This article was published previously in Saigoneer http://saigoneer.com
Very few foreign tourists ever set foot there and it seems that only those living in the area know of their existence. But the pioneering Phú Thọ Hòa Tunnels in Hồ Chí Minh City’s Tân Phú District played an important role during the First Indochina War and served as the prototype for their more more famous counterpart at Củ Chi.
Constructed by the Việt Minh in 1947 in an area which embraced Phú Thọ and Lộc Hòa hamlets, the Phú Thọ Hòa Tunnels (Địa đạo Phú Thọ Hòa) are said to have been Việt Nam’s very first revolutionary tunnel network, created to serve as a guerilla base and storage facility for attacks on French bases in Saigon. Packed with weapons, food and medical supplies, the tunnels played a crucial role in the First Indochina War.
In mid 1947, special teams were set up to dig the tunnels in conditions of utmost secrecy. The work was carried out at night time and excavated soil was carefully removed and spread onto nearby fields, where it was used to cultivate cassava plants. Each tunnel in the network was originally 0.8m wide x 0.8m high and was accessed by a concealed 0.4m x 0.2m entrance, covered by a lid.
Along each tunnel, the teams built breathing holes to improve air circulation and drains to prevent flooding. Over 1 linear kilometre of tunnels was dug, each tunnel connected to the next one by a short corridor. The complex also incorporated three large underground caverns which could be used either as meeting rooms accommodating four to five people or as provisions and weapon stores.
The Phú Thọ Hòa tunnels were completed in just a few months and at the height of the First Indochina War over 1,000 revolutionary soldiers and many leading party members are said to have operated from them. They were used as a base from which several major offensives were launched against French forces, including a 1947 attack on Tân Sơn Nhì, and a 1948 attack which destroyed a Cao Đài army post at Vĩnh Lộc junction.
It is said that, after the Vĩnh Lộc junction attack, a group of Việt Minh soldiers disguised as “puppet troops” followed a French detachment back to Phú Thọ Hòa Police Station and destroyed it, killing all of its occupants. Several other missions were also launched from the tunnels, including a 1949 attack on Gò Đậu (Ấp Bình Long) and a 1952 ambush at Tân Sơn Nhất Air Base.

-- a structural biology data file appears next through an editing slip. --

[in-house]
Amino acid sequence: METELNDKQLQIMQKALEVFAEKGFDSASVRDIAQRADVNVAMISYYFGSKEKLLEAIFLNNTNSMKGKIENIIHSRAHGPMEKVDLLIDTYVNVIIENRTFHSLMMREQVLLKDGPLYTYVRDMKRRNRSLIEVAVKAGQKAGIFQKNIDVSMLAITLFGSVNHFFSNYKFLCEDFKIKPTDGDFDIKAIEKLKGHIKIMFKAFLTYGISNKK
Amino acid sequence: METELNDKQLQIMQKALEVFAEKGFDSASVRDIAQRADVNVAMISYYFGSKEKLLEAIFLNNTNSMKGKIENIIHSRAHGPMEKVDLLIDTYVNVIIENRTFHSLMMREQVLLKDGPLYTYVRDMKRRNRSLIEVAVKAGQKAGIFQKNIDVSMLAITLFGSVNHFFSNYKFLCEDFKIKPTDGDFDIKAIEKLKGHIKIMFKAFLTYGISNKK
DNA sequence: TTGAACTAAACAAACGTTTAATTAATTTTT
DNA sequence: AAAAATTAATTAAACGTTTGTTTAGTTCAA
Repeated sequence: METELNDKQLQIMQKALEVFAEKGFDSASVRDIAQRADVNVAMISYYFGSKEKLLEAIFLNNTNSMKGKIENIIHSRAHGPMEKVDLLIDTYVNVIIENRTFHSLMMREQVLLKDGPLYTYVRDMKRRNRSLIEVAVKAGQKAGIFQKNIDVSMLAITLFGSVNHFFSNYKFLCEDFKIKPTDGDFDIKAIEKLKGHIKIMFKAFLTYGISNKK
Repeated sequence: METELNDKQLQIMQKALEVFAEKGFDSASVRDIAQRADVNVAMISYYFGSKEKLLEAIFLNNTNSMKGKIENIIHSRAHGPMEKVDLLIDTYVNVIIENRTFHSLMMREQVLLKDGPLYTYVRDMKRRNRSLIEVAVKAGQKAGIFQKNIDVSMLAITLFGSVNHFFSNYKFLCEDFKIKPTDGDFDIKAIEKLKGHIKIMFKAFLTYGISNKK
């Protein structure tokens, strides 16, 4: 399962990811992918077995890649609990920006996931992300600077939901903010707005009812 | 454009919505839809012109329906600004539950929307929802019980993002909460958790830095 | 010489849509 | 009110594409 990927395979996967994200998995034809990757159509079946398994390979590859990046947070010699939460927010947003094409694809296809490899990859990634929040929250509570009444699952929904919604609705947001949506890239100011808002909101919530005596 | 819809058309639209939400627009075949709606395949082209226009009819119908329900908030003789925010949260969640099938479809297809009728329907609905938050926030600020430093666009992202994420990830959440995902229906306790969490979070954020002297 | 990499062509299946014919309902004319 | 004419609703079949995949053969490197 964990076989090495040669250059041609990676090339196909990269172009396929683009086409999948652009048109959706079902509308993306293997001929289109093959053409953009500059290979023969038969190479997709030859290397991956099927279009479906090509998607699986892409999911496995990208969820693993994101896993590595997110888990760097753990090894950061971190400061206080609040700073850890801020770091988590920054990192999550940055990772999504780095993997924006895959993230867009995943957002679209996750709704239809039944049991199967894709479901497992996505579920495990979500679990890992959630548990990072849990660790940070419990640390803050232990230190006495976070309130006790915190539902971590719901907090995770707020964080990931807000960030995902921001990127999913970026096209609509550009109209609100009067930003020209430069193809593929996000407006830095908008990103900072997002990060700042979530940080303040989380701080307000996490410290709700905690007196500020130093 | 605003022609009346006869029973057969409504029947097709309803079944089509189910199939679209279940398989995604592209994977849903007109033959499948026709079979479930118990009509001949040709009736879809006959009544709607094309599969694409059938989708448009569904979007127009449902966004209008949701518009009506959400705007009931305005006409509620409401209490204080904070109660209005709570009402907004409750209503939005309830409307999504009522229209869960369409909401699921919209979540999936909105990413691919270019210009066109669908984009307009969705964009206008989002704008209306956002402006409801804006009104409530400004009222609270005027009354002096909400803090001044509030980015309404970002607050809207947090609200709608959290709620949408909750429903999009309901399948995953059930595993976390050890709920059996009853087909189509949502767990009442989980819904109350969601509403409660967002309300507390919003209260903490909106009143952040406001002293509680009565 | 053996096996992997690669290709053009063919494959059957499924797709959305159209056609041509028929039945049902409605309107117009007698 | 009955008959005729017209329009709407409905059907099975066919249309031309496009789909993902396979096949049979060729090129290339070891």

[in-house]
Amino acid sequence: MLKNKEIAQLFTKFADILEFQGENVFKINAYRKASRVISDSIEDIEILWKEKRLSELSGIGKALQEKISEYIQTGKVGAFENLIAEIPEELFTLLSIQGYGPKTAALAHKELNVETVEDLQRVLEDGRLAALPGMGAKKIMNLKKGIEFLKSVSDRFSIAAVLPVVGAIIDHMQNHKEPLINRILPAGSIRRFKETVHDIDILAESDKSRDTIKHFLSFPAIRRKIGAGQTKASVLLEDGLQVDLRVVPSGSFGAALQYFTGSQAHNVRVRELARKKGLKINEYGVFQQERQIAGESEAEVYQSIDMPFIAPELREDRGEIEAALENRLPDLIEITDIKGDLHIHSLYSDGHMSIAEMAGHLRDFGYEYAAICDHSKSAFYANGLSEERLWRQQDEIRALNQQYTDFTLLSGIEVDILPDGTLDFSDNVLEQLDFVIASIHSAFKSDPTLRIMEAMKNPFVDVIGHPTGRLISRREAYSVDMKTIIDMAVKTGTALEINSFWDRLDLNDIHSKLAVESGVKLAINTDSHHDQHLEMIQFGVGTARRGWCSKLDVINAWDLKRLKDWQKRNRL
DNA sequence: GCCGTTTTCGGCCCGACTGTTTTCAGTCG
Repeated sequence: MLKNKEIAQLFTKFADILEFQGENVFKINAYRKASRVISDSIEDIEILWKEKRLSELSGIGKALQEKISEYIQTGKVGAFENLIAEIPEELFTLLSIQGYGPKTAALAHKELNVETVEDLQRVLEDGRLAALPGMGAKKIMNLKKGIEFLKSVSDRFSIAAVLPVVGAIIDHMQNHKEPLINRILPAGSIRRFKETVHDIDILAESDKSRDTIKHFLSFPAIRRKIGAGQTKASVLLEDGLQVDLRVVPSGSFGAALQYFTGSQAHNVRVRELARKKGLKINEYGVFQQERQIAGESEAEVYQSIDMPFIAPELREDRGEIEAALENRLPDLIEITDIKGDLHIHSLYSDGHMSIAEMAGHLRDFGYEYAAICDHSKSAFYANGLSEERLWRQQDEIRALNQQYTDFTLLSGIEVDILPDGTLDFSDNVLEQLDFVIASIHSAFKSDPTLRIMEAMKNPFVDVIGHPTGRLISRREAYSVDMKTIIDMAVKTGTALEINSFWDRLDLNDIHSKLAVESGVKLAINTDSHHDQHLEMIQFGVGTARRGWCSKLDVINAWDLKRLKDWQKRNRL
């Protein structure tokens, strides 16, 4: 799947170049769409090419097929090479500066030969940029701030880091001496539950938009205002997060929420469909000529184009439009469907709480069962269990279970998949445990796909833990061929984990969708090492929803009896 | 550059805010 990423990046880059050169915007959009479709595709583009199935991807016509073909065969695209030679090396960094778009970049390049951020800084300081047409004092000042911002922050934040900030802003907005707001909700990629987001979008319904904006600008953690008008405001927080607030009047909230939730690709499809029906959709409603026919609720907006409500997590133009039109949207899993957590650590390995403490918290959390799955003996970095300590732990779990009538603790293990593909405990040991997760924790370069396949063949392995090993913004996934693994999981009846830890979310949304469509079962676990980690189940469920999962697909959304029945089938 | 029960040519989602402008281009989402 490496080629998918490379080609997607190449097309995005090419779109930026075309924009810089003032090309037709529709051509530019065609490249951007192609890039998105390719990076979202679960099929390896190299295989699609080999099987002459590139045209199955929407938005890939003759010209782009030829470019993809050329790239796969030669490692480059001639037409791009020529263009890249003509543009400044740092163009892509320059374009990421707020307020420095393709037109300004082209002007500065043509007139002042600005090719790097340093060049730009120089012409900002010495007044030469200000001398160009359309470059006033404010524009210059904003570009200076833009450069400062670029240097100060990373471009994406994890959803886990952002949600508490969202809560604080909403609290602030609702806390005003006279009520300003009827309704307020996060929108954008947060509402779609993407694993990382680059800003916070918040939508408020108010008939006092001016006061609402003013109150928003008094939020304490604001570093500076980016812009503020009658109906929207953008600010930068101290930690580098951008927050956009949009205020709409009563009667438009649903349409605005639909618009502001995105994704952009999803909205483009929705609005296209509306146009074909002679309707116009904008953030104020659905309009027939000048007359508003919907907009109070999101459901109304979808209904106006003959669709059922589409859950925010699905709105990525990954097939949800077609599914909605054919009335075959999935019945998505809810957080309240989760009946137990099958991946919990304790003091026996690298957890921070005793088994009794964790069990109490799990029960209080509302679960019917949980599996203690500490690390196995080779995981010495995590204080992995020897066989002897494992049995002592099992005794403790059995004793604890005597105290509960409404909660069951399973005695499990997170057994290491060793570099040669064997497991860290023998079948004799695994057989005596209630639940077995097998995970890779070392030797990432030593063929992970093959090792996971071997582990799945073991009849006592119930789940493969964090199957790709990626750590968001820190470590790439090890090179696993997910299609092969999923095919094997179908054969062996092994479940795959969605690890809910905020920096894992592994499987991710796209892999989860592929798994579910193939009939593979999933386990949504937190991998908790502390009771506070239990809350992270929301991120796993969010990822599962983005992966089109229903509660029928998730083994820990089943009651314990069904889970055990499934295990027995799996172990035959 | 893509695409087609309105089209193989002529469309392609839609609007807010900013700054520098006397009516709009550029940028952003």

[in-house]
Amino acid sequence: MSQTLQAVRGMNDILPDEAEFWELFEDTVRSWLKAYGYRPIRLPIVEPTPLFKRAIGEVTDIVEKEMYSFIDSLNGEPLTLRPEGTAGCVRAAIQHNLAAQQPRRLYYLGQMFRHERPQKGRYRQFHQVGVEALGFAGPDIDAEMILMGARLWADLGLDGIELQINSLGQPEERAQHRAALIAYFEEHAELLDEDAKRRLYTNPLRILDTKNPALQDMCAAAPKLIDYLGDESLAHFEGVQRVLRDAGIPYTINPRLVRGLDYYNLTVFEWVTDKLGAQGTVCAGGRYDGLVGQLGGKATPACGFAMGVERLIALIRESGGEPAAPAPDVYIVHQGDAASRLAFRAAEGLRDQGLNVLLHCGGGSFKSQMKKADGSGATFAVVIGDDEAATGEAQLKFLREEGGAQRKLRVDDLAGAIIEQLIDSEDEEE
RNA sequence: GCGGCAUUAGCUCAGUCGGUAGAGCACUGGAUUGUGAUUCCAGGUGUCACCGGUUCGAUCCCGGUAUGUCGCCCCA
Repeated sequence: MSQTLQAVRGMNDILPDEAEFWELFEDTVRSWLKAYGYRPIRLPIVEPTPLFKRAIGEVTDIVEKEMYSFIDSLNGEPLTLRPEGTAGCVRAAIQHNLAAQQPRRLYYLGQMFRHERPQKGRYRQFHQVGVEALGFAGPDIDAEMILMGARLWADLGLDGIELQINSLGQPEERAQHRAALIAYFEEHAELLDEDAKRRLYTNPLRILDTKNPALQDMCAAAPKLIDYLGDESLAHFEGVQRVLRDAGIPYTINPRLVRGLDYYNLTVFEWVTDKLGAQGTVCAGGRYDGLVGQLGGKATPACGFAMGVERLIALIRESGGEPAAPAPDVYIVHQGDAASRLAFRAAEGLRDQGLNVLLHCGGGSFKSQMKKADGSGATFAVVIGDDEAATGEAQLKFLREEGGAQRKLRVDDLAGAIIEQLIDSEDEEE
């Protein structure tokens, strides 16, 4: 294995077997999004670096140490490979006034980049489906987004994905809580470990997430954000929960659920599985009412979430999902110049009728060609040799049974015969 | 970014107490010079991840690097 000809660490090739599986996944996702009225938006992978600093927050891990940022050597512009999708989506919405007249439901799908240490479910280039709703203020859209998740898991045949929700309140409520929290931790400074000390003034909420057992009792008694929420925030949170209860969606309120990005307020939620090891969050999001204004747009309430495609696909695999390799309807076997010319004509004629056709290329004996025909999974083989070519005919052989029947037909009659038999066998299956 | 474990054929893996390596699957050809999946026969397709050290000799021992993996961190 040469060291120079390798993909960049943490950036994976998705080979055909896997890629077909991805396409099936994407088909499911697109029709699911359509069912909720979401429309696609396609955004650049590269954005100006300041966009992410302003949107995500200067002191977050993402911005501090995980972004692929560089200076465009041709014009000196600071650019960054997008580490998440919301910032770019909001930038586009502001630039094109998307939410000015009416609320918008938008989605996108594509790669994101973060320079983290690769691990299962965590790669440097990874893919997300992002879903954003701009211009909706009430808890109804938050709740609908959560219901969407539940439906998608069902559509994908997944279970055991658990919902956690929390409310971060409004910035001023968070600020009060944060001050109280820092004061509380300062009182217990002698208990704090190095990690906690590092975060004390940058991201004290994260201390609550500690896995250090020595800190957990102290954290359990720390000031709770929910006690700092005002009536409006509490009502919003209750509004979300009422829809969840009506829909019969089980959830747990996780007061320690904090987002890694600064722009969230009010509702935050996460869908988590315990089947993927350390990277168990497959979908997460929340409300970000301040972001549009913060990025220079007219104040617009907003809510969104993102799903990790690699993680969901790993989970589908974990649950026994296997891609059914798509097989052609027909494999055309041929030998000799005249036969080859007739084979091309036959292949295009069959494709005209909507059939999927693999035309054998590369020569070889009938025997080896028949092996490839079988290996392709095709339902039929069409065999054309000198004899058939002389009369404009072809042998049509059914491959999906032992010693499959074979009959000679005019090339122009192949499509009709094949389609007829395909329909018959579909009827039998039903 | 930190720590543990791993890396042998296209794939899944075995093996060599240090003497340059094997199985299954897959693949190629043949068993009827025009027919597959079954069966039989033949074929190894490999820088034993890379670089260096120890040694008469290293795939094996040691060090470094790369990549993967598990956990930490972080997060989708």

Soon after the completion of the Phú Thọ Hòa Tunnels, work began on the tunnel complex at Củ Chi. Both sets of tunnels played an important role in the First Indochina War, but the close proximity of Phú Thọ Hòa to the French high command in Saigon proved something of a mixed blessing and revolutionary activity soon switched to the more remote Củ Chi underground base.
The development of the Củ Chi tunnels after 1962 and of residential tunnel networks at Vịnh Mốc, Vĩnh Linh, Mụ Giai and Kỳ Anh in the heavily-bombed “DMZ” after 1965 is, of course, the stuff of legend. It is said that the ingenious construction techniques applied in the creation of these later tunnel networks owed much to the pioneering work of the Phú Thọ Hòa tunnel builders.
Most of the original tunnels at Phú Thọ Hòa have long disappeared into the surrounding urban sprawl, but one “L”-shaped section measuring around 100m (30m plus 70m) has been restored and opened to the public. As at Củ Chi, visitors are invited to descend into the specially-enlarged tunnels to get some idea of how the revolutionary fighters would have lived.
Afterwards, they can view the small exhibition room (Nhà Trưng bày Di tích Lịch sử Địa đạo Phú Thọ Hòa), which displays photographs of locations in the area where key battles of the First Indochina War took place, artefacts used by revolutionary fighters in the tunnels (tools for constructing them, utensils and medical equipment used by those living in them) and an illuminated model of the tunnels themselves.
The exhibition room also introduces a devastating attack on the nearby Phú Thọ Military Arsenal on 2 June 1954, which is said to have destroyed more than 10,000 tons of bombs, 10 million litres of petrol and other equipment. Signage is currently in Vietnamese only.
What’s left of the Phú Thọ Hòa Tunnels are located in a small compound at 139 Phú Thọ Hoà in Phú Thọ Hoà ward, Tân Phú district of Hồ Chí Minh City. They were recognised by the Ministry of Culture and Information as a national historic monument in 1996 and are open to the public from 7.30am-11.30am and 2pm-5pm daily, admission free.
Tim Doling is the author of the walking tour guidebook Exploring Hồ Chí Minh City (Nhà Xuất Bản Thế Giới, Hà Nội, 2014) and also conducts Saigon and Chợ Lớn Heritage Tours.
A full index of all Tim’s blog articles since November 2013 is now available here.
Join the Facebook group pages Saigon-Chợ Lớn Then & Now to see historic photographs juxtaposed with new ones taken in the same locations, and Đài Quan sát Di sản Sài Gòn – Saigon Heritage Observatory for up-to-date information on conservation issues in Saigon and Chợ Lớn.